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December 2020
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12am Exhibition - Madeline Bishop + Amy Spiers and Grace McQuilten
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12am Exhibition - Madeline Bishop + Amy Spiers and Grace McQuilten
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12am Exhibition - Madeline Bishop + Amy Spiers and Grace McQuilten
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12am Exhibition - Madeline Bishop + Amy Spiers and Grace McQuilten
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12am Exhibition - Madeline Bishop + Amy Spiers and Grace McQuilten
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12am Exhibition - Madeline Bishop + Amy Spiers and Grace McQuilten
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12am Exhibition - Madeline Bishop + Amy Spiers and Grace McQuilten
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12am Exhibition - Madeline Bishop + Amy Spiers and Grace McQuilten
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12am Exhibition - Madeline Bishop + Amy Spiers and Grace McQuilten
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12am Exhibition - Madeline Bishop + Amy Spiers and Grace McQuilten
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12am Exhibition - Madeline Bishop + Amy Spiers and Grace McQuilten
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12am Exhibition - Madeline Bishop + Amy Spiers and Grace McQuilten
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12am Exhibition - Madeline Bishop + Amy Spiers and Grace McQuilten
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12am deinstall
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12am GALLERY CLOSED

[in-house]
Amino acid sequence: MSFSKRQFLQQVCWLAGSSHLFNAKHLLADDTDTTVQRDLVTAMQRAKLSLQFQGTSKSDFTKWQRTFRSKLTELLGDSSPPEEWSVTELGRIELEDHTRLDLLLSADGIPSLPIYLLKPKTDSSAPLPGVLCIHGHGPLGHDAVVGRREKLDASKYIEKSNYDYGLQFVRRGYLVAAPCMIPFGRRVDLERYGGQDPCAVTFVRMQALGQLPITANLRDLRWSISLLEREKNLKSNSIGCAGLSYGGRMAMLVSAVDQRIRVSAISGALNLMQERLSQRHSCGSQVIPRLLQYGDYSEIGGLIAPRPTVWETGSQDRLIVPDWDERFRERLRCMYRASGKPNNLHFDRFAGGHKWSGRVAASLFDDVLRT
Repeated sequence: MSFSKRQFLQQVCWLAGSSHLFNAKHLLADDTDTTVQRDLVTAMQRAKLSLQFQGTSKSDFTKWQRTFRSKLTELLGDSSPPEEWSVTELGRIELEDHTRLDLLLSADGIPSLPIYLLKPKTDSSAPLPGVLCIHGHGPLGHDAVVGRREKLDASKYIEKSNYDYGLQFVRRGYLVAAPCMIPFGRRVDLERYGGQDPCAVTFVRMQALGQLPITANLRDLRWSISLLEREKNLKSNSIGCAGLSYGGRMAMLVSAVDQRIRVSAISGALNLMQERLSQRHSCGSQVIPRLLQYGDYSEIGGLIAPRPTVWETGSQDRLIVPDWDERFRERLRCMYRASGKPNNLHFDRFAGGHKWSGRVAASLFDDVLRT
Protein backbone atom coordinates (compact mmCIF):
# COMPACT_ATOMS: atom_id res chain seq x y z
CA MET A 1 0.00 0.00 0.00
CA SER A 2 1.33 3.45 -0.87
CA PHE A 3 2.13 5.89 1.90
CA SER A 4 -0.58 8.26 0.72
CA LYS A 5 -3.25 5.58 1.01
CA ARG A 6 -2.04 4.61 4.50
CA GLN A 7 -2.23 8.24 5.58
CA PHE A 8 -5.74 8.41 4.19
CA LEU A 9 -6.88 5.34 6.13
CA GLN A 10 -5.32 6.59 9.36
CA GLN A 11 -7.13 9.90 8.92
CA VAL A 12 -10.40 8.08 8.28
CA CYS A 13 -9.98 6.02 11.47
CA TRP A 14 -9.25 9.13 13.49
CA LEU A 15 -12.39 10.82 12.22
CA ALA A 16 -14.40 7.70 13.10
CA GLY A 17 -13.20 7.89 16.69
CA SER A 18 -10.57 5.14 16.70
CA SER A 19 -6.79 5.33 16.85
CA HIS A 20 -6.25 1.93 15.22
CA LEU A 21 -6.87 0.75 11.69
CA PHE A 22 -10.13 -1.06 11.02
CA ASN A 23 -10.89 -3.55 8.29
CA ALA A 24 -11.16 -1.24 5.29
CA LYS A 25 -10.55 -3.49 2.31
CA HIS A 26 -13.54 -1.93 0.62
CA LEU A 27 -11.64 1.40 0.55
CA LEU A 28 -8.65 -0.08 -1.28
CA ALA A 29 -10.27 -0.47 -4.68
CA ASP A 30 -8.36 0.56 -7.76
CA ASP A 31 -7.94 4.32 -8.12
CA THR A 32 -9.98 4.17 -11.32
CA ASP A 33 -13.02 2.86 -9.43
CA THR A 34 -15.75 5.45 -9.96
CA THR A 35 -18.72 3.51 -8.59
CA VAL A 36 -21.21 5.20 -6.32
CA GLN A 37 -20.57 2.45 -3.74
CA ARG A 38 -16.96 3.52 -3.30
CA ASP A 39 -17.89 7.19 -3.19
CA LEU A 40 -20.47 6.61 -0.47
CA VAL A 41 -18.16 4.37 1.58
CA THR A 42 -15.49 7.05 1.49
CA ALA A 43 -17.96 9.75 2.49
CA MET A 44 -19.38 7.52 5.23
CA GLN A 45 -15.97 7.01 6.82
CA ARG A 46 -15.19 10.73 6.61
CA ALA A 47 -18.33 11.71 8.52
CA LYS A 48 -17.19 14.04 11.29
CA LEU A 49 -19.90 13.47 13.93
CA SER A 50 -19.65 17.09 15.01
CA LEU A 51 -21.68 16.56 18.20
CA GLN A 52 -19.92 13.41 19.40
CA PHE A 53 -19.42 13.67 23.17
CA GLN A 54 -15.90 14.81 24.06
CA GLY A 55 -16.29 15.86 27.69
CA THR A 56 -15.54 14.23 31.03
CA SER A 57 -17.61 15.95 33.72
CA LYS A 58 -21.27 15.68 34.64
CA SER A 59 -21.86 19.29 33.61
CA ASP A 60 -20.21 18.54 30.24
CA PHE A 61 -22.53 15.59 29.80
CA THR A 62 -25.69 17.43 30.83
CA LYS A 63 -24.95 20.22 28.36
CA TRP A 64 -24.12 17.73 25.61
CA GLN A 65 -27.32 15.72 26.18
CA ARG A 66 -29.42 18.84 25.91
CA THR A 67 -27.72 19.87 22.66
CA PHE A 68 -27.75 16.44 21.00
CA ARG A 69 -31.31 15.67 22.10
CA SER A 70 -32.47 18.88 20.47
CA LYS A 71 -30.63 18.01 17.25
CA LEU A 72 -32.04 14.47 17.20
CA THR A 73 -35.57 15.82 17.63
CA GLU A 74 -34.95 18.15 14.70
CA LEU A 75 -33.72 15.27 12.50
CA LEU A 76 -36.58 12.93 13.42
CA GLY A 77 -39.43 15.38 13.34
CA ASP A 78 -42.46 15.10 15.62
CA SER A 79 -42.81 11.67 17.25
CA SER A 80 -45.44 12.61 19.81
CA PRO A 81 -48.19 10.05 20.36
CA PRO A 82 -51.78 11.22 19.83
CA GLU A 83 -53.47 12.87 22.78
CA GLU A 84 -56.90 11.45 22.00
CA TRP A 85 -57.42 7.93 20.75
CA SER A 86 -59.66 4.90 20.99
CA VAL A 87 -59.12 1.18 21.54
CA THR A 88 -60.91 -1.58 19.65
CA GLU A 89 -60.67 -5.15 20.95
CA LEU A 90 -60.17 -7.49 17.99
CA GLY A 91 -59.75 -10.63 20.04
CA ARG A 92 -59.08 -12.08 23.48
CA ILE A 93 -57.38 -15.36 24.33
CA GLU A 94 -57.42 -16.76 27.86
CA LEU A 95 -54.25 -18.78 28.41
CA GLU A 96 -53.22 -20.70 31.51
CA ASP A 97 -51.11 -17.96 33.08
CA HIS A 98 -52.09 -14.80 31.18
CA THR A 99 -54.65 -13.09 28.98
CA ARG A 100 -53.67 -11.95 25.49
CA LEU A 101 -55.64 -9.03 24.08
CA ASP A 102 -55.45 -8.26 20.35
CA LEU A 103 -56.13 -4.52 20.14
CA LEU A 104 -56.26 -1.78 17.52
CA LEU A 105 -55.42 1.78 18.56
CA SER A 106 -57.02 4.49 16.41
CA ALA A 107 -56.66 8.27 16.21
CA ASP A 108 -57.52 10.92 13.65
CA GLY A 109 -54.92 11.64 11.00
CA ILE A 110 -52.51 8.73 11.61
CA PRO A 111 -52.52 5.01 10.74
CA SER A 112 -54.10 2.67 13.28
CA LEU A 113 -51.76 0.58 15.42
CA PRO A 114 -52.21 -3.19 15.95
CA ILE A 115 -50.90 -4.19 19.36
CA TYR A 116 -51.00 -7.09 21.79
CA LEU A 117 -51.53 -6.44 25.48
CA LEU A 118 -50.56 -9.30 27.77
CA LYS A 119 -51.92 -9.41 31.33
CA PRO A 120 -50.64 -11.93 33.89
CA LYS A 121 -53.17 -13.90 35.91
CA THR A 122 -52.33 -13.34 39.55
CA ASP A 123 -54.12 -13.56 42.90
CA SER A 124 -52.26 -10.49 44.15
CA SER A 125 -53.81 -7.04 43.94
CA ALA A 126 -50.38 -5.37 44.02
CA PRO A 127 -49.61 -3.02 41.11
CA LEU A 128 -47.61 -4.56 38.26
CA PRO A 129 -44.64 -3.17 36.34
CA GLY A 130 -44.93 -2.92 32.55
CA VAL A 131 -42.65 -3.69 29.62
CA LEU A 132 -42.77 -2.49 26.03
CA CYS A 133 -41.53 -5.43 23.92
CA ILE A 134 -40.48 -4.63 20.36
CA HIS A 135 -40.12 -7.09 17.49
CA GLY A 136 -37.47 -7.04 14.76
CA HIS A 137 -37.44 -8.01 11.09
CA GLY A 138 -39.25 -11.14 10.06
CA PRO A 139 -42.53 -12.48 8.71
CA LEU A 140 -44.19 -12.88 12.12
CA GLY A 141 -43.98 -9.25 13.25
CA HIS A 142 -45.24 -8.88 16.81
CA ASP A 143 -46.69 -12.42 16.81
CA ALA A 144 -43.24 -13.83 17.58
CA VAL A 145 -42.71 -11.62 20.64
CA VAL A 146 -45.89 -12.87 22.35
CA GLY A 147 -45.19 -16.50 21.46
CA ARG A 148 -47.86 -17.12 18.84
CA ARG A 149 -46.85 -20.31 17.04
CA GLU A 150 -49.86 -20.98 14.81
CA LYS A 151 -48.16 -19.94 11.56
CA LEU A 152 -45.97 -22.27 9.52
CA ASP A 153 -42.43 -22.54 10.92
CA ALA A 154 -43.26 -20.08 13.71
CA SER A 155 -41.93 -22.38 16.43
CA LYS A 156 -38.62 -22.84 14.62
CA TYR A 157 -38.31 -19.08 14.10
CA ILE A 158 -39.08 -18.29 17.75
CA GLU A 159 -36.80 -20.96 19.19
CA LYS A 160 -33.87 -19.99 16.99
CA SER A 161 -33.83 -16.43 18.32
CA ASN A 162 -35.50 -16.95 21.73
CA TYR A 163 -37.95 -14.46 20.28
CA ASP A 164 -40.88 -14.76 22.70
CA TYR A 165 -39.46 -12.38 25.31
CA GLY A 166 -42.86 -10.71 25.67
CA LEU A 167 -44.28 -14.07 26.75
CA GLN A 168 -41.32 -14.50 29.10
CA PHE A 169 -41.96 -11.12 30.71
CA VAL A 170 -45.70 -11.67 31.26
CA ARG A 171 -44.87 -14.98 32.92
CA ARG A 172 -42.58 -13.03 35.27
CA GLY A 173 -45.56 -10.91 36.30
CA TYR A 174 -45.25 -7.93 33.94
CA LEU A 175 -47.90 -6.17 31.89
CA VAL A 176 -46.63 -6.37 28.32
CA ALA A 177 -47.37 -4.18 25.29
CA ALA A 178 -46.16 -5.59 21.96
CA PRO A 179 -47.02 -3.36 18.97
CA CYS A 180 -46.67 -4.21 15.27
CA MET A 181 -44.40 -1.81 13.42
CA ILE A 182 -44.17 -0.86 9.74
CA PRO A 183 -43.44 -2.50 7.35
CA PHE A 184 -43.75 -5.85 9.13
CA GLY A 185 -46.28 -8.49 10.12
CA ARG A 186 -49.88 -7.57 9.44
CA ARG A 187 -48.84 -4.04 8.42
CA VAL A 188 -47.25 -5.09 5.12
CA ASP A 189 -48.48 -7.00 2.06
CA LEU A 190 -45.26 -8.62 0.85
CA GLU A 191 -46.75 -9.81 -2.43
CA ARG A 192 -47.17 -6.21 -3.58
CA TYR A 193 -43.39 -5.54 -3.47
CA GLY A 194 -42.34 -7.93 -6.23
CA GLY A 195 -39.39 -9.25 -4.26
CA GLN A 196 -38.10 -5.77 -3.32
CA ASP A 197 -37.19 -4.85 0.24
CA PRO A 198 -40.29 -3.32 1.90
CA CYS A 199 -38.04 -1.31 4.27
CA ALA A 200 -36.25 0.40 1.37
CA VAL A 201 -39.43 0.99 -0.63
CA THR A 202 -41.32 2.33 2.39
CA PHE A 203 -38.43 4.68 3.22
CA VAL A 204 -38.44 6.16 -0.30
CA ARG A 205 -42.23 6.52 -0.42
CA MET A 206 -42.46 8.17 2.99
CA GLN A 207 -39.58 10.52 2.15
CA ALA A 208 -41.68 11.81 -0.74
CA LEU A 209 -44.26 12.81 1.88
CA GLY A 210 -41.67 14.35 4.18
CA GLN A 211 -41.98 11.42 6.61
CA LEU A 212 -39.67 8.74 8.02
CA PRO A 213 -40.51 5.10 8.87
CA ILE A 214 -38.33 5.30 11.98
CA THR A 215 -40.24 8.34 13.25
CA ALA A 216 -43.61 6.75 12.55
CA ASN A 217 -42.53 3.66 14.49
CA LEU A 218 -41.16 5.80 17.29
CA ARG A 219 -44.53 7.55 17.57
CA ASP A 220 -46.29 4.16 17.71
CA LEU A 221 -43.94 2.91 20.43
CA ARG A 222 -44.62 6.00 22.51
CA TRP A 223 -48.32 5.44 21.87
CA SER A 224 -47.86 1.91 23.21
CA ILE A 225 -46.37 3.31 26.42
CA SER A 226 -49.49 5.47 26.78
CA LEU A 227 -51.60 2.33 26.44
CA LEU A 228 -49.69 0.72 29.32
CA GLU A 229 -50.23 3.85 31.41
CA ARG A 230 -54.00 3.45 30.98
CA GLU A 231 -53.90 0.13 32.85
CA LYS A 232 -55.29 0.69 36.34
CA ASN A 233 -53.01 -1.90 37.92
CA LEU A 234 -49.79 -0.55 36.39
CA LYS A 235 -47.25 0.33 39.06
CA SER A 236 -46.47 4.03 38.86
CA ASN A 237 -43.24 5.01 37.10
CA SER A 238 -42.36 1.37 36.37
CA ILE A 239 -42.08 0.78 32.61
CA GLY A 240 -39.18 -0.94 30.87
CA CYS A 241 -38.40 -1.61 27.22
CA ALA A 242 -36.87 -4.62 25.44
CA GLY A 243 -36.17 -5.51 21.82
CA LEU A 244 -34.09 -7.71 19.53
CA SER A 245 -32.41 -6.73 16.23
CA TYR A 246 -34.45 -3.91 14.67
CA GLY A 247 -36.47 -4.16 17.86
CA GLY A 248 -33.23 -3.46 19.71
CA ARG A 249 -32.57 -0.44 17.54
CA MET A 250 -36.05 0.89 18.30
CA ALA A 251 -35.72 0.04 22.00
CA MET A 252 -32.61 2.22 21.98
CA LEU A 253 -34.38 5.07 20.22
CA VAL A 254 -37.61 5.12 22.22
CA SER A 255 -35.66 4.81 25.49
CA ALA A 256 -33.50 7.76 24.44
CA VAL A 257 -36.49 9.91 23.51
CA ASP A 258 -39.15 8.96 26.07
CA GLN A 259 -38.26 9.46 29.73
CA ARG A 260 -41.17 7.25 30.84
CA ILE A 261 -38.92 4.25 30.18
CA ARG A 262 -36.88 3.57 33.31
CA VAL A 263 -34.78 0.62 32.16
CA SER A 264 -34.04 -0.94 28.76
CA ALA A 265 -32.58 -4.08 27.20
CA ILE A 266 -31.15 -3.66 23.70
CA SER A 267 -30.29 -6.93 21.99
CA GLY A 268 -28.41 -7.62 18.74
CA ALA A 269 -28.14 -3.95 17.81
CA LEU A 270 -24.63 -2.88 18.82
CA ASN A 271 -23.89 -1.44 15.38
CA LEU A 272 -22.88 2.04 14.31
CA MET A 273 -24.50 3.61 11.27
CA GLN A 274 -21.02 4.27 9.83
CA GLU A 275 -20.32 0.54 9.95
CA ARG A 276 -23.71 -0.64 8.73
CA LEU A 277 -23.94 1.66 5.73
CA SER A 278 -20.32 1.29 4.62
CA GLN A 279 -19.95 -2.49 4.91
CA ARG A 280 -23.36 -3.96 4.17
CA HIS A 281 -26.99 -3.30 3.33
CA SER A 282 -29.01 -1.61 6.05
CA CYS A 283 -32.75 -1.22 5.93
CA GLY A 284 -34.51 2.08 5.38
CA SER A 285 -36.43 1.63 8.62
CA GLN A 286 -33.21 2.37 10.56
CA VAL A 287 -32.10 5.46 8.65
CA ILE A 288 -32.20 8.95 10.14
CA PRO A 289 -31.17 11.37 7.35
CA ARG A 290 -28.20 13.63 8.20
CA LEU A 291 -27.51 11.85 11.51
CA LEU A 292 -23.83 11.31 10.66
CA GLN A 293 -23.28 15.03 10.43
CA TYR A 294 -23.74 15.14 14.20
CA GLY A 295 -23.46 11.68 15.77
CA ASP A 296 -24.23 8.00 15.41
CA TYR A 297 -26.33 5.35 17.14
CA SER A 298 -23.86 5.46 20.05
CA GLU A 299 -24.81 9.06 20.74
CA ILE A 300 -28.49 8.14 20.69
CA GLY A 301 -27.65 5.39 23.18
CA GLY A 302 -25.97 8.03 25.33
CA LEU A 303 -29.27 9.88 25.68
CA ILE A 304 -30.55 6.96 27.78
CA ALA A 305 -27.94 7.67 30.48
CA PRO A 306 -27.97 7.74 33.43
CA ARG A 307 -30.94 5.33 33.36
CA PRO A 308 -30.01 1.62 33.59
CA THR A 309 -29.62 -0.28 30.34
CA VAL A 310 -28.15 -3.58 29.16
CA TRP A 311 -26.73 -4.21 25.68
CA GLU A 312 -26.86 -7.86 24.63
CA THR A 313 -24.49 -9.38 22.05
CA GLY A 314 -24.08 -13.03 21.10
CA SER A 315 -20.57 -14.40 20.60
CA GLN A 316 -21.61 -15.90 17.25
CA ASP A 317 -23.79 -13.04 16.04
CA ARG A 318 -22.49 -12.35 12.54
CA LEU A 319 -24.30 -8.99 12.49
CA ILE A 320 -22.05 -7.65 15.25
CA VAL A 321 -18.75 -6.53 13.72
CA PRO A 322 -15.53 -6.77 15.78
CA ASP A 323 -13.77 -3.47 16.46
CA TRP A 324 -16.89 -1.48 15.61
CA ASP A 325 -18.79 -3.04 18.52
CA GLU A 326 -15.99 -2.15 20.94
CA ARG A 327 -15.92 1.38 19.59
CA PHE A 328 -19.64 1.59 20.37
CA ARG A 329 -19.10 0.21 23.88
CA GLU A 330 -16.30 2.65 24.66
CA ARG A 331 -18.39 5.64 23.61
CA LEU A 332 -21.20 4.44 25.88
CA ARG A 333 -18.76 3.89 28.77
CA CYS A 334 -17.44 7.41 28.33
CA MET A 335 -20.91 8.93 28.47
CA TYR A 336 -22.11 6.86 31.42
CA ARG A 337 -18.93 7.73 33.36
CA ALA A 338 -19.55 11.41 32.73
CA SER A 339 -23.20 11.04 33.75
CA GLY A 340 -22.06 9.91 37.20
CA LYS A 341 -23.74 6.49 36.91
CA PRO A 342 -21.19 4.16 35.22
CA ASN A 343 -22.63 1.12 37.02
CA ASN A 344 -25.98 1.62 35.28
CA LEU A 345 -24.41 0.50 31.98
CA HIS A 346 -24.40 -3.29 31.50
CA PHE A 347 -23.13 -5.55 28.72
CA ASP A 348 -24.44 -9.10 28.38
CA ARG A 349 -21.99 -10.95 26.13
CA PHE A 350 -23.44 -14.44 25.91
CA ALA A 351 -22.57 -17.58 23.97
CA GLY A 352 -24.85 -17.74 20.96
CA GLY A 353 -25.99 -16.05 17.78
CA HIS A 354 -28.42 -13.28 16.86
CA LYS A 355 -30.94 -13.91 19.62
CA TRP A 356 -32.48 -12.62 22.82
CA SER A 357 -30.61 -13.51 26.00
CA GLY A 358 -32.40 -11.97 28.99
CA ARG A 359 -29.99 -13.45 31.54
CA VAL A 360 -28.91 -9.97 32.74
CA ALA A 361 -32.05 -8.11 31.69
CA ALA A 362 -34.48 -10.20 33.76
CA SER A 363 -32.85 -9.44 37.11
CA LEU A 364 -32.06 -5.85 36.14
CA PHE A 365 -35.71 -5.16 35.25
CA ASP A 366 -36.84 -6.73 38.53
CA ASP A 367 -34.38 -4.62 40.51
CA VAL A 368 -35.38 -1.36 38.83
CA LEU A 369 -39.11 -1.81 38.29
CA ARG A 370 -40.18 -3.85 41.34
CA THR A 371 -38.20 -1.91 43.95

12am deinstall
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Bus
Projects

35 Johnston st,
Collingwood
VIC 3066 AUST.

Opening Hours
12–6PM TUE–FRI
10AM–4PM SAT

FB, TW, IG.

Exhibits,

Madeline Bishop

Dates: 2021

Without your mother considers the nature of absence within maternal relationships. An absence is a state or condition in which something expected, wanted or looked for is not present. We begin our lives looking for our mothers. Do we ever stop looking for them and do they ever stop looking for us? As we grow, we make attempts to detach ourselves in order to become independent and live adult lives. What remnants of this relationship that defines our early lives remain in the distance of adulthood? Amid absence, our memories morph, the details become duller and distorted over time and we’re left with a summarised version of what might have happened, similar to a photograph. Some edges will blur and some will sharpen until those are the only parts we can remember.

Madeline Bishop is a photography and video artist based in Melbourne, Australia. Bishop’s work is conceptually centred around relational dynamics. Exploiting the persistent tension between distance and closeness in photographs, Bishop’s work uses a performative and constructed approach to dissecting the relationship between photography and intimacy. Bishop is a Master of Fine Arts graduate with First Class Honours from the Victorian College of the Arts in Melbourne and has been a finalist in a number of prizes, most recently the Alane Fineman New Photography Award and the National Photographic Portrait Prize.

Exhibits,